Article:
San Juan de Socueva Chapel and Hermitage, Cantabria, SPAIN
San Juan de Socueva is an ancient hermitage and chapel set into the Rocky Mountains just south of the municipality of Arredondo, Cantabria, in the north of Spain. It was built next to a series of higher caves which were inhabited by humans since ancient times. Having only recently been dated back to 660-680 A.D., the chapel is thought to be the oldest religious construction in Cantabria. The chapel still maintains its religious function and is deeply rooted in the community, which until recently still celebrated the cult of St. John the Baptist.
The chapel’s square nave has a sloping north wall of natural stone and a south wall of masonry and plaster. It is separated from the apse with its back-lit altar by a screen topped with a horseshoe opening, and is divided from the smaller vestibule by a square door frame. There is a 19th-century Neoclassical altar along the outside portico wall with a niche for an image of their patron saint.
The state of conservation of San Juan de Socueva is very worrying. The portico is in an advanced state of disrepair: its simple roof is no longer securely fixed to the rock face, and is at imminent risk of collapse. The monument itself is not physically protected and the deterioration of the chapel continues. It is vulnerable to visitors who can enter freely and take elements or cause other damage. A protective enclosure is needed until the process of analysis, research, diagnosis and conservation is completed. Although there is a collaboration with the Cantabrian Department of Culture, previous works were stopped.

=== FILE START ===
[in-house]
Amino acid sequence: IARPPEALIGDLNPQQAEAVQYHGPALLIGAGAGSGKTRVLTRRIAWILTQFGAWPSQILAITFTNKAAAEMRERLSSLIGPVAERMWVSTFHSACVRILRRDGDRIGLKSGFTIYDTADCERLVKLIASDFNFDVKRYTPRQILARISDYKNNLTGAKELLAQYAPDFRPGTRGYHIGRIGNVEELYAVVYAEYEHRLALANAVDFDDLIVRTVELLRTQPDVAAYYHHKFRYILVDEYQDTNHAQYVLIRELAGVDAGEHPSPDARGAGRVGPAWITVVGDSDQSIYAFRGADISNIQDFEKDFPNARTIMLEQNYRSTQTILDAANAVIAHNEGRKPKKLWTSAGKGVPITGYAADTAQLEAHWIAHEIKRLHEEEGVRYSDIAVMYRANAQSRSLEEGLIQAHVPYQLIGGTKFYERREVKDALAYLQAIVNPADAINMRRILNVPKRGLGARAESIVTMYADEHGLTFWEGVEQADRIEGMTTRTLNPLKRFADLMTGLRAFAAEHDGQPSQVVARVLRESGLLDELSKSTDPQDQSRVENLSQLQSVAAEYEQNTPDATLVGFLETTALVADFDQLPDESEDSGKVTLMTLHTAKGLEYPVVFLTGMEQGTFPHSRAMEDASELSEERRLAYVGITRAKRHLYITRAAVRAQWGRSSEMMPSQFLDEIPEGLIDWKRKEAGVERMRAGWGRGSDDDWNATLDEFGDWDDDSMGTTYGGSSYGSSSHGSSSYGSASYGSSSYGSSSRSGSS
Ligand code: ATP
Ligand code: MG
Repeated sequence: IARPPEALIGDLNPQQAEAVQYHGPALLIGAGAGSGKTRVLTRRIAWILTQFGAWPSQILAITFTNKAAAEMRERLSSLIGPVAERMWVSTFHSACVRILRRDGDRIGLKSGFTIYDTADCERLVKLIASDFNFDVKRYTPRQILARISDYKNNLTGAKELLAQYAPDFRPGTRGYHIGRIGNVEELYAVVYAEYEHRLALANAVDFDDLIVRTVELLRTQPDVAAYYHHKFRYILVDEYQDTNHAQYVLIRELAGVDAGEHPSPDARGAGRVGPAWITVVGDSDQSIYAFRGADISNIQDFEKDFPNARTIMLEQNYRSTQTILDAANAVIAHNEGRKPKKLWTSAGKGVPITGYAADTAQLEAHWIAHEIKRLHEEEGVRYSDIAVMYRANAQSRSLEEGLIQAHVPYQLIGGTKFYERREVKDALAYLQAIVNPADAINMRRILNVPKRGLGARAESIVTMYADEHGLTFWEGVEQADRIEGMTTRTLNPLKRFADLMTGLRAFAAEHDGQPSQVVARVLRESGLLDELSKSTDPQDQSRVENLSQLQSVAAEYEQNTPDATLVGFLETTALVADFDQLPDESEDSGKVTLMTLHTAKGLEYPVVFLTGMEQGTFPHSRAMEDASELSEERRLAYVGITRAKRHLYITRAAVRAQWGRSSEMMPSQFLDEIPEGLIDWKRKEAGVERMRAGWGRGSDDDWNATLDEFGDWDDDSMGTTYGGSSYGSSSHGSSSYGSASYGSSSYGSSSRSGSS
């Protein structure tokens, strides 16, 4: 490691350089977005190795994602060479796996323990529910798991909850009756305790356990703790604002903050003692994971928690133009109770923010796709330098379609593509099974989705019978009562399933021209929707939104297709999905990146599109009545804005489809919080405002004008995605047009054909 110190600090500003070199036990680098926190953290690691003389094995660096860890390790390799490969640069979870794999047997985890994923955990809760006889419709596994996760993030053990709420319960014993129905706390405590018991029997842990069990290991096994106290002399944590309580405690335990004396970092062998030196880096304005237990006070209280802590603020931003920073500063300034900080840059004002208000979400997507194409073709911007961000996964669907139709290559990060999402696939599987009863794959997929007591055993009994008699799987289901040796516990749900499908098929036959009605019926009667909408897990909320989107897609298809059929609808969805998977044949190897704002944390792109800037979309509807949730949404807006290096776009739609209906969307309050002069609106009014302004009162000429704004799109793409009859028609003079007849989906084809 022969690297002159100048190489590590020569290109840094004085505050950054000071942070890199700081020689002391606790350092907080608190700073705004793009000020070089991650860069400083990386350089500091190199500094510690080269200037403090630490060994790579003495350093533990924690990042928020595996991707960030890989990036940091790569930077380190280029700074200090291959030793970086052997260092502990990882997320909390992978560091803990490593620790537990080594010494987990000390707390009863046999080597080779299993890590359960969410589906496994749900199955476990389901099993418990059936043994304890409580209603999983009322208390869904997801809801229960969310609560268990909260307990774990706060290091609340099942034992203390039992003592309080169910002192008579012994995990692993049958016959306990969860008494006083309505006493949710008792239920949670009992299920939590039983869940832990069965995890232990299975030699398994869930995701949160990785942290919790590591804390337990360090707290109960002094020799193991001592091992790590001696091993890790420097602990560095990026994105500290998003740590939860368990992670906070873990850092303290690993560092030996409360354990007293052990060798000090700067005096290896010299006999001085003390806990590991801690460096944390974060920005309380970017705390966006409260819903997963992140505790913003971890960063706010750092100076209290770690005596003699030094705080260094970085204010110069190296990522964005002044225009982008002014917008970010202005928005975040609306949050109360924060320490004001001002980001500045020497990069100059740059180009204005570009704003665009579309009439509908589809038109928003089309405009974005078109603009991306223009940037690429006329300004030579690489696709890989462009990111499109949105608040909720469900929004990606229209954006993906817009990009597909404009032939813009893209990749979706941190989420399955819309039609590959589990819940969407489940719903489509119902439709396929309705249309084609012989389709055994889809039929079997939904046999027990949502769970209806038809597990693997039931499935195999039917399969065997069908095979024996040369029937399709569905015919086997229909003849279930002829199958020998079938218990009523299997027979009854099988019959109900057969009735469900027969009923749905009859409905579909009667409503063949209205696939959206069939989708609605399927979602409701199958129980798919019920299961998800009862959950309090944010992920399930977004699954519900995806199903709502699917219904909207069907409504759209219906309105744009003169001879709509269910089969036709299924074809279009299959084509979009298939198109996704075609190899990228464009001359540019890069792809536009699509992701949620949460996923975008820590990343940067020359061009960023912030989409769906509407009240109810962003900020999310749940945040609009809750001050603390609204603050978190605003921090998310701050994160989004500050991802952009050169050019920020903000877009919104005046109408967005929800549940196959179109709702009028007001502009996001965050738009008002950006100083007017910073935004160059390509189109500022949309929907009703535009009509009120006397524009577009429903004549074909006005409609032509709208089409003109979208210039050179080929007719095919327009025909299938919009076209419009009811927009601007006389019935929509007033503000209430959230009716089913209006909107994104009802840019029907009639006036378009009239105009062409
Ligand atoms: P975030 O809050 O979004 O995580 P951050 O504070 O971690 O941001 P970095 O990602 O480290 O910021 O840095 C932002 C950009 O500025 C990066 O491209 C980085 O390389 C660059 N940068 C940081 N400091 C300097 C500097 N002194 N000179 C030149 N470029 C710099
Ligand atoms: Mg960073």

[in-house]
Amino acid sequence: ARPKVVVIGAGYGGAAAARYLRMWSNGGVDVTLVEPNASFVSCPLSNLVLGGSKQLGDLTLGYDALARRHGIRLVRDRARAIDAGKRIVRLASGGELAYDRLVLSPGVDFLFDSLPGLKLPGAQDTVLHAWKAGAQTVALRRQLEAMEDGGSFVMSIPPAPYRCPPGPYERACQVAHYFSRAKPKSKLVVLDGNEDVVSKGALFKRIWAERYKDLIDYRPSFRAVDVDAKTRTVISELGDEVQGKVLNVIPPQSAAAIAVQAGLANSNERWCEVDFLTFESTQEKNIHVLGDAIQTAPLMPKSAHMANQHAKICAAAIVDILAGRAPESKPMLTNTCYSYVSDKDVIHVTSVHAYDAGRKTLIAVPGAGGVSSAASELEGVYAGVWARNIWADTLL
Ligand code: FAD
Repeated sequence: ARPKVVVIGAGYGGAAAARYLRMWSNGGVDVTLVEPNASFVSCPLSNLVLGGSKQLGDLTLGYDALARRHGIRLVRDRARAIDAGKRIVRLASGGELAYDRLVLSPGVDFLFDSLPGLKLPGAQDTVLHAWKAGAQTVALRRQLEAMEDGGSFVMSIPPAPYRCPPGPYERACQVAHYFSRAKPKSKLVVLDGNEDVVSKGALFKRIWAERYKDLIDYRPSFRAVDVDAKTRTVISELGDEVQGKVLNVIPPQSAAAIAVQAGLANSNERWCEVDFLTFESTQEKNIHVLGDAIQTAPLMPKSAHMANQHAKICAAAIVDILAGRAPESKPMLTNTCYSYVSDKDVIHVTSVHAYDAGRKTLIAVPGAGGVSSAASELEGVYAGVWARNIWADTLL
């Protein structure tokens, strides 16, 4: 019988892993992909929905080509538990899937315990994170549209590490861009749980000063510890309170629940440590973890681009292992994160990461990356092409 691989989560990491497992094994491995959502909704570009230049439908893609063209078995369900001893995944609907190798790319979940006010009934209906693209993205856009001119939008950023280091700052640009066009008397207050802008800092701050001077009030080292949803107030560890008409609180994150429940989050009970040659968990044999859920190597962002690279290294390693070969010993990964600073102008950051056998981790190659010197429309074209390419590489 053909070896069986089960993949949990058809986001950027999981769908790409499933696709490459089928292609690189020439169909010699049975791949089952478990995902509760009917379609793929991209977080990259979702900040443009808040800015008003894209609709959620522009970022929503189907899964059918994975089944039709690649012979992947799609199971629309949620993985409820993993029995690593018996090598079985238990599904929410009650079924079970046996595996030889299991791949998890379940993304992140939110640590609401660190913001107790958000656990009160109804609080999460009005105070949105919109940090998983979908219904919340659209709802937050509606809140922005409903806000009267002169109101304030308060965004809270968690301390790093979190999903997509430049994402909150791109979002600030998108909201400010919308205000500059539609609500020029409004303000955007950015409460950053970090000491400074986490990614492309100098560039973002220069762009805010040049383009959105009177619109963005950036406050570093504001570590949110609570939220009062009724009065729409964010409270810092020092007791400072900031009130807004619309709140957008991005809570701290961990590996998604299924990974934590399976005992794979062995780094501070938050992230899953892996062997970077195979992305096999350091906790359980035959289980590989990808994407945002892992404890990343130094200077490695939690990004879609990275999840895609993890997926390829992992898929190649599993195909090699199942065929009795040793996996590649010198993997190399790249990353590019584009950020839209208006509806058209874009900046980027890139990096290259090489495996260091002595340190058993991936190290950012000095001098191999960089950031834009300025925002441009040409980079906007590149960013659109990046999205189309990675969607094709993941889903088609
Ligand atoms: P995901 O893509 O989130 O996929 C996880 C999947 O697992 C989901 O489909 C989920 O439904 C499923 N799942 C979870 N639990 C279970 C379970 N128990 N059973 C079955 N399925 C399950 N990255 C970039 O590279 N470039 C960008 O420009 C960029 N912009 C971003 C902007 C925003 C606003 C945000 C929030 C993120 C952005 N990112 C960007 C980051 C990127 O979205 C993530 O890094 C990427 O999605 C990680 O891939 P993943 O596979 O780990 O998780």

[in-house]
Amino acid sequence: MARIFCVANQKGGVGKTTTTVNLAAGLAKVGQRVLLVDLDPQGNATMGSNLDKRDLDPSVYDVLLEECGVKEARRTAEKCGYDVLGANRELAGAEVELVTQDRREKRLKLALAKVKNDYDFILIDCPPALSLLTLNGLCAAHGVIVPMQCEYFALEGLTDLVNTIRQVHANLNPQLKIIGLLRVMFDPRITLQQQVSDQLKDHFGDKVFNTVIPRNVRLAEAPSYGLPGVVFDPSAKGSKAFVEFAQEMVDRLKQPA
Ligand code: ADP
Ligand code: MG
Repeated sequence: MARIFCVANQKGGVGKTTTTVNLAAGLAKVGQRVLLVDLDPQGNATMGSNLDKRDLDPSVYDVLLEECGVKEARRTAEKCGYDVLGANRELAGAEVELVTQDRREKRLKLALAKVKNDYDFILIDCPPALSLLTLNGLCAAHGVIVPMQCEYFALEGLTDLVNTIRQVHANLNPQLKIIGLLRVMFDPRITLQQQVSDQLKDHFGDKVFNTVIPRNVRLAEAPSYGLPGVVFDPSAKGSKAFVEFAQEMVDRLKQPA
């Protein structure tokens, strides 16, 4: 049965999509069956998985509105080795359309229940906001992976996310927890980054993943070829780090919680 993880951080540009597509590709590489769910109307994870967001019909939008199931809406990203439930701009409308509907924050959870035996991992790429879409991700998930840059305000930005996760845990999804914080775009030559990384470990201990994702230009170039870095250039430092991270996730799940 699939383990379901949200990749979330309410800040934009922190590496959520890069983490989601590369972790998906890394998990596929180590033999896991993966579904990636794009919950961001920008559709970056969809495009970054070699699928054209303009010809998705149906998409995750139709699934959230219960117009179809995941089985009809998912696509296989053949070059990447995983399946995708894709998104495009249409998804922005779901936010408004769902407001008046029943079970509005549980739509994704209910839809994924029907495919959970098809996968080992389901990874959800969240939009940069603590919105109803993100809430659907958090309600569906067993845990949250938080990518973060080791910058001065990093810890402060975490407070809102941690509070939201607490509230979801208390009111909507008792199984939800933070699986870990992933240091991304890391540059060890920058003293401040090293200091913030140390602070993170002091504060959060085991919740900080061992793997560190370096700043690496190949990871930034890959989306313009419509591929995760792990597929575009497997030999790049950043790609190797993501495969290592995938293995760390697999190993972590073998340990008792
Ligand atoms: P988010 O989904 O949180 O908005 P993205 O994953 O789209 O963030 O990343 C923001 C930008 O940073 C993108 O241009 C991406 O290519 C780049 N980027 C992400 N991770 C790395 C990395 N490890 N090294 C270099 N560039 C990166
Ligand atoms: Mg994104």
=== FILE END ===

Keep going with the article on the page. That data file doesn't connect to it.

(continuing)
The nomination of San Juan de Socueva Chapel and Hermitage to the 7 Most Endangered Programme 2021 was made by Future for Religious Heritage, the European network for historic places of worship, which is a member of the European Heritage Alliance.
“There is an urgent need to shore up and secure the wooden portico of this significant site of religious heritage. It is notable that San Juan de Socueva Chapel and Hermitage is already on Hispania Nostra’s Red List. The support and expertise of additional conservation associations and organisations is needed to progress this restoration”, emphasised the Advisory Panel of the 7 Most Endangered Programme.